Point being…what was I saying? Oh, yeah…sorry, lost focus there for a minute…even if AlGore did invent the Internet, that isn’t the reason. The reason is that VS and Frederick’s has panties to sell and there is a market for them…actually, the market comes first and then the panties but panties are bought and sold making the customers, their significant others AND the firms happy…and they continue to produce those great catalogs…so we all win! In the words of King Leonidas – “THIS. IS. CAPITALISM!”
See government in there anywhere? A Department of Sexiness, perhaps? Panty death panels?
No you don’t – because government doesn’t drive demand. Individuals do, they drive demand based on their wants, needs and income and firms respond to that demand.
Bet you never had an economics lesson based on panties, have you? That’s why you should visit here often and encourage your friends to come as well. We are all about economics and panties…and the economics of panties…or the panties of economics. Two great tastes that taste great together…
If for no other reason than VS or Frederick’s, capitalism should be declared a stunning success!
The Economy – Why they get it wrong – the order of precedence…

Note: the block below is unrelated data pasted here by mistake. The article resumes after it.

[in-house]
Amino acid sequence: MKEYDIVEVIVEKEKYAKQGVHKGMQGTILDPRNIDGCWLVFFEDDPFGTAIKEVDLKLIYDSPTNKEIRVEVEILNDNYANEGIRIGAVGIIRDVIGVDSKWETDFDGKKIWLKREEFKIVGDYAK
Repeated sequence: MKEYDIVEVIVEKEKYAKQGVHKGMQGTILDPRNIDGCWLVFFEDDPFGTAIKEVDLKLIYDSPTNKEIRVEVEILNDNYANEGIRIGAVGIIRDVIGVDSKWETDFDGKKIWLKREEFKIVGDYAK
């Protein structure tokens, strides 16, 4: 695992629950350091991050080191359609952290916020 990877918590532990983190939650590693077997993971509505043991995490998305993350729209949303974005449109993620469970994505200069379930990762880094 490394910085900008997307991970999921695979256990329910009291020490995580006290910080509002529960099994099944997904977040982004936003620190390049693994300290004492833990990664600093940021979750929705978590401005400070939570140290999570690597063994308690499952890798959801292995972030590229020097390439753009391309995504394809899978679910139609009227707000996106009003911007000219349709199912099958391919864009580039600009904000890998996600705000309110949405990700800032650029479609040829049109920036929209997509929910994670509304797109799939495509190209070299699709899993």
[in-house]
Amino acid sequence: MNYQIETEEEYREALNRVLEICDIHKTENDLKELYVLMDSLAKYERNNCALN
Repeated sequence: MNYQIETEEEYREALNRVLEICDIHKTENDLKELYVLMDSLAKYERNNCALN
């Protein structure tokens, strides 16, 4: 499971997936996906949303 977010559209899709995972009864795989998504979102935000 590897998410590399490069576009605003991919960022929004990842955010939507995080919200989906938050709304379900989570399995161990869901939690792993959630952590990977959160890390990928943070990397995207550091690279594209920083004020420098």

The main reason that they get it so wrong is that “progressives” try to change the oil by inflating the spare tire in the trunk. They get the order of events wrong and therefore the cause and effect completely ass-backwards.
The reason that “progressives” have been, and will always be doomed in dealing with the economy is that they continue to get the order of precedence wrong – commerce comes first, government second. Their assumption is that government is first and commerce is the result. A simple method in deducing an order of precedence like this is to ask this question: “If we remove one of the elements of a system, can the remaining elements in the system or the total system survive?” In this case, if we remove government from the system, commerce survives – some would say that it thrives – the converse is not true. If commerce is removed, government cannot survive, not even by force because it depends on money (or in the instance of governmental borrowing, the promise of future money) from taxpaying entities.
So, simplified for the anti-corporation/#OWS/big government set: no commercial activity = no tax revenue = no ability for government to borrow = no government spending = no government. If you “progressives” want funds to pay for your adventures in socialism, you better get on board with the engine that generates the cash for you.